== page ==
Archive for March 26th, 2009

Ont. Gov’t As A VC: In with a Whimper, Not a Bang

Reposted from Venture Law Lines25 Mar 2009
By Suzanne Dingwall

As budget day approaches, the usual flurry of press releases is trickling out, including one in which the Ontario’s Fund of Funds (the OVCF) at long last announces an investment in a investment fund. You can read Mark McQueen’s take on it over here. 


The principals behind Georgian Capital are the former operators of DWL, a Toronto software firm that was backed by local VCs and New York’s Insight Venture Partners. Mark speculates that Georgian Capital may also be receiving backing from Insight in the future, (welcome news; Insight has been a long time shopper here in Canada – in Eftia, Airborne, Platespin among others), in which case OVCF’s commitment to invest “up to $15 million” may be one that never closes, unless Insight or some other LPs also invests in Georgian. No reason to get too excited, although the fact that Georgian Capital has now leased out space in a Rosedale office building (Patachou croissant, anyone?) likely means it is here to stay, regardless.

The issue I have with all of this is about the press releases which OVCF has not issued. As Mark points out, those of us in the industry are well aware of the rumoured deals being considered by OVCF. (Ordinarily, the fund of funds world is a private one whose managers operate outside of the public disclosure light. Which funds they support, and the terms of their investments, are rarely announced.) 

Many private FOFs are sitting out the current market, and in one sense, it’s hard to fault OVCF’s managers for taking the same prudent approach as they appear to be doing. But this is not a private fund of funds, and the Ontario government did not form it for the sole purpose of generating capital gains. The OVCF exists to support the Ontario venture capital industry and to create Ontario jobs. Don’t listen to me – check out John Wikinson’s 2007 press release if you’re uncertain.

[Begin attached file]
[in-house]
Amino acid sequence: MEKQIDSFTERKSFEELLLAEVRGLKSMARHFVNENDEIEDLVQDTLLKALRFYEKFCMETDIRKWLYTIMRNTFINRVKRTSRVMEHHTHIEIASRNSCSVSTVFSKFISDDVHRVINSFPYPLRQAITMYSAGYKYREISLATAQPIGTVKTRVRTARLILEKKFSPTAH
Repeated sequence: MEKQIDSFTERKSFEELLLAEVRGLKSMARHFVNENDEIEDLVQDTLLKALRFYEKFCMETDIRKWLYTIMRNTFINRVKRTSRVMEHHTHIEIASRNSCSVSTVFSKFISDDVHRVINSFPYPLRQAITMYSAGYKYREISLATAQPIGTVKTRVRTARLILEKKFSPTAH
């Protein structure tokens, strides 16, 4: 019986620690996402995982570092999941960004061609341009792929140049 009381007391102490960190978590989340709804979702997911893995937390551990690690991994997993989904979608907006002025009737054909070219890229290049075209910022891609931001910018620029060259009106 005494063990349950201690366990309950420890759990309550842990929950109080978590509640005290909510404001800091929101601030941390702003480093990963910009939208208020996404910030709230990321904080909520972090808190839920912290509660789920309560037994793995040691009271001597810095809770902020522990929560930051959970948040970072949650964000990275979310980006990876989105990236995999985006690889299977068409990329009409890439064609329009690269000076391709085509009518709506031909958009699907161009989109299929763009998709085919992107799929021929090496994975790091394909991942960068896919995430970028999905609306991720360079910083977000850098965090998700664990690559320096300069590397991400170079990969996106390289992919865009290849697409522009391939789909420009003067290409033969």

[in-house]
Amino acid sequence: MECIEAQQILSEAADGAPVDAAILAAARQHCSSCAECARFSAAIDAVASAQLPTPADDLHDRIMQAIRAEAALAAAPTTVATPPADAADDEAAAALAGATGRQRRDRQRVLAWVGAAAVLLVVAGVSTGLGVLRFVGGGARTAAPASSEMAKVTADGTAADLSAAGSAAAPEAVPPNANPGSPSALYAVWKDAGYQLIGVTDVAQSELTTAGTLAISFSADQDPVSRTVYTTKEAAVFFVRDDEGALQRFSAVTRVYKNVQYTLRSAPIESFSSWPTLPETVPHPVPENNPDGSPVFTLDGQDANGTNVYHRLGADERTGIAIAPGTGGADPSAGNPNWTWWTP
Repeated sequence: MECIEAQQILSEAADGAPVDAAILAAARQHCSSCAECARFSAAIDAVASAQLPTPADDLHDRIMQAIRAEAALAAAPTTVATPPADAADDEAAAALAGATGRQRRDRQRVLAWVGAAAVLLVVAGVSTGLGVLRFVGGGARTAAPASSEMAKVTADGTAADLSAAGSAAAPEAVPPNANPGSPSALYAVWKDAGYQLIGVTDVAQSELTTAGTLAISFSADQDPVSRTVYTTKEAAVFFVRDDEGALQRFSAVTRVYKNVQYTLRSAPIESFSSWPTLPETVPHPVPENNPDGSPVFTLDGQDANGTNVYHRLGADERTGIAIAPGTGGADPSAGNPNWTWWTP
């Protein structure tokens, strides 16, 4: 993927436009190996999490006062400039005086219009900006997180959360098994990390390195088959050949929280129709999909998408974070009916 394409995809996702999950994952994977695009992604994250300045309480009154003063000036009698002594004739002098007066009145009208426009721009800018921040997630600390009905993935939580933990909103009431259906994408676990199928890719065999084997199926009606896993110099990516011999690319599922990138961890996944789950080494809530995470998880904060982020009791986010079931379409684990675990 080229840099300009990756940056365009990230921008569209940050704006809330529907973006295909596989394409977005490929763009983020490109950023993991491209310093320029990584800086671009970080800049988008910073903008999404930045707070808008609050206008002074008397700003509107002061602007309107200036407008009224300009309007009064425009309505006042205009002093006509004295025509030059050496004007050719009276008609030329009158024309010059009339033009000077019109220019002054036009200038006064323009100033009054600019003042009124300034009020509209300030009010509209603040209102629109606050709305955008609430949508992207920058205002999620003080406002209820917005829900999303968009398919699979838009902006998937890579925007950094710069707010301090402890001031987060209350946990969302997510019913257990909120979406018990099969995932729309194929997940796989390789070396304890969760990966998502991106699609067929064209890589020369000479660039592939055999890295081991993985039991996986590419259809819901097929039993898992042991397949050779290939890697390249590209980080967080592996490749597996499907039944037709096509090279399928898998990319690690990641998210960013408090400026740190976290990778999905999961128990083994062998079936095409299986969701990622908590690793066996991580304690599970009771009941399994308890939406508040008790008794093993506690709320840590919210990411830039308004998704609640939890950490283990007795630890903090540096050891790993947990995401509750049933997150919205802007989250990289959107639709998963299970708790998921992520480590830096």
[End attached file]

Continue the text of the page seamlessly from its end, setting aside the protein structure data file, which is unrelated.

Given the mandate of the OVCF, is waiting out the market appropriate? And when our tax dollars are being managed, should there not be greater transparency? 

Why should we care? In the current market, with few options for limited partners, the OVCF in effect holds a monopoly over the venture capital industry in Ontario and, in turn, over the future of Ontario’s venture-backed companies. The decisions OVCF’s managers make in the near term will determine whether any local venture capital funds survive, and who will receive the lion’s share of the profits resulting from any Ontario innovation. 

If the majority of OVCF funds go to foreign VCs, then investing in Ontario’s future becomes a one-cycle event. The amount of capital gains that recycles into our economy from successful start-ups will be significantly diminished. If that is a decision that is being made by OVCF, we are entitled to understand why it’s the right tradeoff for Ontario.(Me, I think it’s a question of proportion – equal parts local and foreign, in case you’re asking.)

Of course, announcing investments in US funds just before delivering a budget would not be the most popular public relations move by a government. But was this press release an improvement? It underscores the fact that, more than a year after our tax dollars were handed over to OVCF’s managers, the chance of any Ontario company receiving funds is likely still months away. (Investment funds still need to be deployed to VCS before they can trickle down to investees.) Which is perhaps why John Wilkinson has created the recently announced investment matching program for “qualified” investors. 

There needs to be some kind of oversight or audit of this kind of government investing activity – call it an ombudsmen function if you want to make it catchy, I don’t care. But there is clearly a misalignment between public policy and private sector implementation of that policy and the two need to be reconciled. I am one of those who believes that in the current economy, careful government support of the venture ecosystem is absolutely necessary. How that support is provided needs to be monitored and adjusted.